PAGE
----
“If you test me today on Monday and I’m negative, and you don’t test me tomorrow, and you test me again Wednesday or Thursday, but tomorrow is the day that I turn positive, now you’re 24 or 48 hours behind the eight ball when you find out that I’m positive, because I’ve been in practice or at the game and I’ve had the opportunity to infect other people.”
Matich said it’s likely positive cases slip through the cracks.
“The biggest part of keeping the game itself safe is to make sure that the virus doesn’t get introduced to the field to begin with,” he said. “But if it gets there, then what? And everybody’s going to want a Plan B, and that Plan B will come down to technology. And barring a therapeutic that will knock it out, then it’s going to be technology like masks and face shields to prevent the transfer of what continues forward when your face stops, and how effective that will be remains to be seen.”
No QBs opt out
The pandemic has amplified and lifted the veil on socioeconomic disparities throughout our society, and the NFL locker room is no different.
For example, no quarterbacks opted out.
Former NFL quarterback and league MVP Rich Gannon noted that starting quarterbacks’ often have hefty contracts and standing as team centerpieces and leaders. But limited contact and proximity to others must factor into the equation, not only on game days but throughout the week.
“I’ve gone through training camp as a quarterback and not really been touched, if that makes any sense,” Gannon said. “We wear red shirts. You’re not allowed to hit the quarterback. If you rush the passer, you’ve got to pull off. It’s a totally different approach to getting ready for the season, physically and mentally.”
From a practical standpoint, he said, there are only two or three quarterbacks on a roster and maybe five people in their meeting room, compared to 15 to 18 offensive linemen in training camp and perhaps 10 during the season, in addition to coaches and assistants.
“You’ve got a lot more people in confined spaces,” Gannon said. “And more importantly, when the quarterbacks practice in training camp, they’re not tackling, blocking. There’s some space around them a little bit, where offensive linemen, they’ve got to do inside run period drills and one-on-one drills and 9-on-7 drills where you’ve got another person’s facemask literally within six inches of you. Sometimes you’re facemask to facemask. You’ve got guys breathing and bodily fluids kind of flying around. It’s just a different situation, when you really think about it with tackling and the bottom of piles. You can wear a mask, but still, it’s hand-to-hand combat. I get it.”
Bills quarterback Josh Allen cited his love for the game and desire to “give this nation hope” as his chief reasons for deciding to play this season.
But he’s in a vastly different situation than starting defensive tackle Star Lotulelei, one of two Bills, along with reserve cornerback E.J. Gaines, to opt out this season.
Allen, 24 years old, 6-foot-5 and 237 pounds, has a girlfriend, no children, is playing for a lucrative second contract and carries the weight of the team’s lofty expectations squarely on his shoulders.
Lotulelei, 30, 6-foot-2 and 315 pounds, is married father of four children, has banked more than $42 million in career earnings and has another $7 million guaranteed on his contract.
Lotulelei has not commented publicly about his decision and his agent did not respond to a request for comment from The News.
“I respect any man’s decision, as far as protecting his health and protecting his family foremost, because this is only a game,” NFLPA vice president and former Bills linebacker Lorenzo Alexander said. “Obviously, we get paid and compensated well, but at the end of the day, you want to be around for your family. And if you don’t really know how this virus is going to impact you, some guys don’t have the stomach to gamble, and he may have some other things in his family that people are unaware of.”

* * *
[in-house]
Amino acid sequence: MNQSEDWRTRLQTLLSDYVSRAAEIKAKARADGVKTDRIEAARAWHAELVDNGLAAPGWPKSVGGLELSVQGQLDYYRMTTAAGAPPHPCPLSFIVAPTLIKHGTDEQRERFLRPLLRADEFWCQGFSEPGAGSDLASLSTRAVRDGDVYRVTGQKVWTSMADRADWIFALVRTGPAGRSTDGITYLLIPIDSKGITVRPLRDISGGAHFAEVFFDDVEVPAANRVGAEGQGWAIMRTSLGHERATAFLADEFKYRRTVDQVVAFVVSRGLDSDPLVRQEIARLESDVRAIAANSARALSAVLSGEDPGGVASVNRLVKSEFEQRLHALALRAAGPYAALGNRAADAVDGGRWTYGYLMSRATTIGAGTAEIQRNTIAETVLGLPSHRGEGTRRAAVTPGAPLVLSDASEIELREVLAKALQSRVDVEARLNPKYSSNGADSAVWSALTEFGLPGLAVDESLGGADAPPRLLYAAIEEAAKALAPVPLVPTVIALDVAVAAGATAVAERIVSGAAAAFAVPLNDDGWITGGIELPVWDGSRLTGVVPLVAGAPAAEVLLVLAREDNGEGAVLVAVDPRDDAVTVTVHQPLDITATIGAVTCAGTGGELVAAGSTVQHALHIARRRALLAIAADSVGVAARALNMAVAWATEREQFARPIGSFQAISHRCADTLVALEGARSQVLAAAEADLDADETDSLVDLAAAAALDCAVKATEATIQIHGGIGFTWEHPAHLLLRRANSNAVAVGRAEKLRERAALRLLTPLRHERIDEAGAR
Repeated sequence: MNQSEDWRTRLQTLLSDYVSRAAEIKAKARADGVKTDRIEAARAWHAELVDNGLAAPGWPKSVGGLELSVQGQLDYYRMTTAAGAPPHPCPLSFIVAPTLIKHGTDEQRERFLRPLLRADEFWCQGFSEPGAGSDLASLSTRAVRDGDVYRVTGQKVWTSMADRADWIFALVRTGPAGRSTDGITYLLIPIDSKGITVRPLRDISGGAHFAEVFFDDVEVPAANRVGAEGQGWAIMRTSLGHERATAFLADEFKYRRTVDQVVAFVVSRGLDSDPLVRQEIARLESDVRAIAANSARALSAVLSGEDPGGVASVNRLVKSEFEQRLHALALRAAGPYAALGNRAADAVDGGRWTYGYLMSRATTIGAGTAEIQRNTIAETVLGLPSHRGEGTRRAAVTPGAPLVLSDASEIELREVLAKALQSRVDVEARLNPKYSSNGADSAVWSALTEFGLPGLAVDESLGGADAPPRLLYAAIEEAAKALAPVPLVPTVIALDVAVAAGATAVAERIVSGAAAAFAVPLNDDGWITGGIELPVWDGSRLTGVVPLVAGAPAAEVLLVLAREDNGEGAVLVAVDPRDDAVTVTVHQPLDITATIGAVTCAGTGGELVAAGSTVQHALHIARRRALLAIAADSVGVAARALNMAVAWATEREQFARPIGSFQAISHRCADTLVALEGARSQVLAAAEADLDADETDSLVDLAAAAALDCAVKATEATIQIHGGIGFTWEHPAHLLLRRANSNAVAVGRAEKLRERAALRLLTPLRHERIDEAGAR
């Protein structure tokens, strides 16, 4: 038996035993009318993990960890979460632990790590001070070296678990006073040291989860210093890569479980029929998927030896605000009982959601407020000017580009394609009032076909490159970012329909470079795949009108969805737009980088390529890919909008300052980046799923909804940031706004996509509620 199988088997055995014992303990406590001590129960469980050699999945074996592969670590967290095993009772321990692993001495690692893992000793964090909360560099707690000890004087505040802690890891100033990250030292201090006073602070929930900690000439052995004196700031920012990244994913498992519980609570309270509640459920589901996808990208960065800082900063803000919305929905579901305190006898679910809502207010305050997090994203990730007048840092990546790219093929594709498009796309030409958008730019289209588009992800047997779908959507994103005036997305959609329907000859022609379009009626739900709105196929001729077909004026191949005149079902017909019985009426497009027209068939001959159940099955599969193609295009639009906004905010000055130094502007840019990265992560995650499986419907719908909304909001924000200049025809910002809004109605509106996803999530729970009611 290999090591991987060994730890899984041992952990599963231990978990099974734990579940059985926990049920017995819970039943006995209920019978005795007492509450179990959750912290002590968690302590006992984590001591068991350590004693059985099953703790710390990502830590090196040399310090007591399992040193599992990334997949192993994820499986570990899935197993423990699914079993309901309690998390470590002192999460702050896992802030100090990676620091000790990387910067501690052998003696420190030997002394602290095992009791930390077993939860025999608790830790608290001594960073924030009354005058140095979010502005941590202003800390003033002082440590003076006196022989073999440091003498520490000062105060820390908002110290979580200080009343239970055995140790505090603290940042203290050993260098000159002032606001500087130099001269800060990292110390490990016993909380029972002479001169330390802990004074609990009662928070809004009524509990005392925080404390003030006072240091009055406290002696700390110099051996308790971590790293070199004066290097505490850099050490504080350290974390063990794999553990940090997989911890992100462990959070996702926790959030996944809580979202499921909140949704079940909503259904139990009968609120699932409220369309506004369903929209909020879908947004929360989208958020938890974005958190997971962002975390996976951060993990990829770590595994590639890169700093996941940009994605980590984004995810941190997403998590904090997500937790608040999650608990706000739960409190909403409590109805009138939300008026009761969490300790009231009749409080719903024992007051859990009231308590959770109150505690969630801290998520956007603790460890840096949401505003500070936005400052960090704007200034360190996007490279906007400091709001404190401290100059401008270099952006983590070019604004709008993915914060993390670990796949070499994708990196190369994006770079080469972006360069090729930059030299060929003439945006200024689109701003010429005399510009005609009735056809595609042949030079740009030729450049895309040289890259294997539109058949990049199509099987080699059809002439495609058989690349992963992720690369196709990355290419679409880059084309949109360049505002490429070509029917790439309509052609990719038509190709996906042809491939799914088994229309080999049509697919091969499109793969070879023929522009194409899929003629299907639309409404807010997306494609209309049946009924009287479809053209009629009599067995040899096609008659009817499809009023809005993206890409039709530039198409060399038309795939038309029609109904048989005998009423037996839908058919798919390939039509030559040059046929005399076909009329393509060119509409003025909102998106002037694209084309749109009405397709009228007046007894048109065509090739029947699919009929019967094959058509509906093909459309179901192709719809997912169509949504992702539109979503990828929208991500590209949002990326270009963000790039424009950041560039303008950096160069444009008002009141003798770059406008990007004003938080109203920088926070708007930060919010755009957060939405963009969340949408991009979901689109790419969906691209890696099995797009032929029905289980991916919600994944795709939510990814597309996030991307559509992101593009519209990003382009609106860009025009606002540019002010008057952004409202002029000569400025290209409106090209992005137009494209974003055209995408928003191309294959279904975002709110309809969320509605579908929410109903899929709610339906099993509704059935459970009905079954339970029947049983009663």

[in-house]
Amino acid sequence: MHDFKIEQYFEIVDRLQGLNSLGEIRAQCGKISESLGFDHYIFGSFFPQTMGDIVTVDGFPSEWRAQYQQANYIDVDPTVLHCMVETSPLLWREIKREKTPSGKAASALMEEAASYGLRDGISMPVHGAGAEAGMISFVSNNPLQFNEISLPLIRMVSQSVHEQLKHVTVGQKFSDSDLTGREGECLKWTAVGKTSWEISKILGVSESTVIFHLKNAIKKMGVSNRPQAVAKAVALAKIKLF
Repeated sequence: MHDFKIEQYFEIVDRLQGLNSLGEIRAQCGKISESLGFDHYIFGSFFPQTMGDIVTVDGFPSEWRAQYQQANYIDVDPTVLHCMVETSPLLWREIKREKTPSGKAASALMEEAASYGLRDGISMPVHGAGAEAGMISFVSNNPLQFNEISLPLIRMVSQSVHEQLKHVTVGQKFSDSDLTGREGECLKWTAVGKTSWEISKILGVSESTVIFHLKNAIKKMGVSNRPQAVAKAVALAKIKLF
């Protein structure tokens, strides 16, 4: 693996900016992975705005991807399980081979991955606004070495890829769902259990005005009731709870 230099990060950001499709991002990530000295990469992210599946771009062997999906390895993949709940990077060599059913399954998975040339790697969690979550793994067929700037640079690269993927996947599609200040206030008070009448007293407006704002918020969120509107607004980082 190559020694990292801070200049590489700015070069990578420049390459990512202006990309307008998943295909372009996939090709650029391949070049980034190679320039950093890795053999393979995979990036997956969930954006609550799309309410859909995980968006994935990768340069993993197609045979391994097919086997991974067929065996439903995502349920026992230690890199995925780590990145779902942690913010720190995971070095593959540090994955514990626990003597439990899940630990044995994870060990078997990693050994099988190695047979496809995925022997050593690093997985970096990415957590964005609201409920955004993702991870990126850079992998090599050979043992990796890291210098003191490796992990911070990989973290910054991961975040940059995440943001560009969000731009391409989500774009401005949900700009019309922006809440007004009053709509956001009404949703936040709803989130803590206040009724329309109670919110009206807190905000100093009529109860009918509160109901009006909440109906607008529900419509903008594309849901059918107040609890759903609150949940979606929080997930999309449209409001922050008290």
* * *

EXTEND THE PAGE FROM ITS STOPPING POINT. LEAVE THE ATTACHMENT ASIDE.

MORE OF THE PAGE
Bills starting right tackle Cody Ford, listed as 6-foot-3 and 329 pounds, is entering his second season, only 23 years old, unmarried and like Allen, working to establish himself in the league.
He said his situation made the decision to play relatively simple.
“I don’t have any kids, I don’t have any health issue that I know about, so I’m going into this season like it’s a normal season for me,” Ford said. “I want to play ball. That’s what my job is, that’s what I love to do, and I wouldn’t be the same if I just sat around the house for no reason.”
Ford, a second-round pick, signed a four-year, $7.5 million rookie contract in 2019.
But some players, like most fans, are working to pay bills and put food on the table.
The average length of an NFL career is 3.3 years, according to the NFLPA, and scores of players make the league minimum salary, $610,000 a year for rookies in 2020. That’s still life-changing money for them and their families, but they’re compelled to capitalize on the limited earning potential while they can.
“It’s no different than society as a whole,” Spears said. “What block is richer? This group of lockers is the $100 million row. Then you’ve got guys over there fighting for their life every week, that wouldn’t opt out even if they were scared to death because they need the check. And it’s been that way in the league. But now you add this big monster into it as far as the pandemic. Now guys are having to make decisions against their health so they can provide, and that’s a tough spot to be in. But nobody’s going to cry for the players, because people all over the country and the world and going through the same thing. It’s just something that you understand.”
While some are at greater risk than others given their job requirements and underlying conditions, the coronavirus doesn’t discriminate.
Opting out of the season is a personal, and for many, prudent decision.
“I can’t say I blame any of these guys for bailing,” Sellick said. “If I were one of them, I’m looking and saying, ‘Gee, I’m young and I’m healthy. I would probably do OK with this.’ But you’ve got one major league pitcher (the Boston Red Sox’s Eduardo Rodriquez, who developed a heart condition as a complication from Covid-19), which is well described, and if you infect enough young people, enough people of any age, you’re going to get some with a bad outcome. Even kids who generally have much less severe disease … are not 100% out of the woods.
“If I’m a lineman, especially if I’ve got a family, I’ve got a wife and kids at home, I might be saying, ‘Guys, let me know after we have a vaccine. I’ll stay in shape, but in the meantime, let’s wait for the vaccine.’ When there’s a vaccine, then we get back to life as we used to know it.”
NFL players who opted out (67 total)
Most by team
3: Dal, Det, Ind, Jax, KC, LV, NYG, NYJ, SF
2: Bal, Buf, Car, Chi, Cin, Den, Mia, NO, Was
1: Arz, GB, Hou, LAR, Min, Phi, Sea, TB, Ten
0: Atl, LAC, Pit